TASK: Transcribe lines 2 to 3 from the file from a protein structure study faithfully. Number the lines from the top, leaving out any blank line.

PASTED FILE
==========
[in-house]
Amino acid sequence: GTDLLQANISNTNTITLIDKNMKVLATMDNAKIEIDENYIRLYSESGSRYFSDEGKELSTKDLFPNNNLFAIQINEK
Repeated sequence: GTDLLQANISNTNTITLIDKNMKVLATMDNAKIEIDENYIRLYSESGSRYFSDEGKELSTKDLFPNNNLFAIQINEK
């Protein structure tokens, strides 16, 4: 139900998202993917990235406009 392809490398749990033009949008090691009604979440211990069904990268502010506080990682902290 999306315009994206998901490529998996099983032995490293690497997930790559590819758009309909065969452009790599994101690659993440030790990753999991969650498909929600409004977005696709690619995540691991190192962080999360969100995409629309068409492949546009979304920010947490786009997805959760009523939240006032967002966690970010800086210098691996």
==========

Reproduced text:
Amino acid sequence: GTDLLQANISNTNTITLIDKNMKVLATMDNAKIEIDENYIRLYSESGSRYFSDEGKELSTKDLFPNNNLFAIQINEK
Repeated sequence: GTDLLQANISNTNTITLIDKNMKVLATMDNAKIEIDENYIRLYSESGSRYFSDEGKELSTKDLFPNNNLFAIQINEK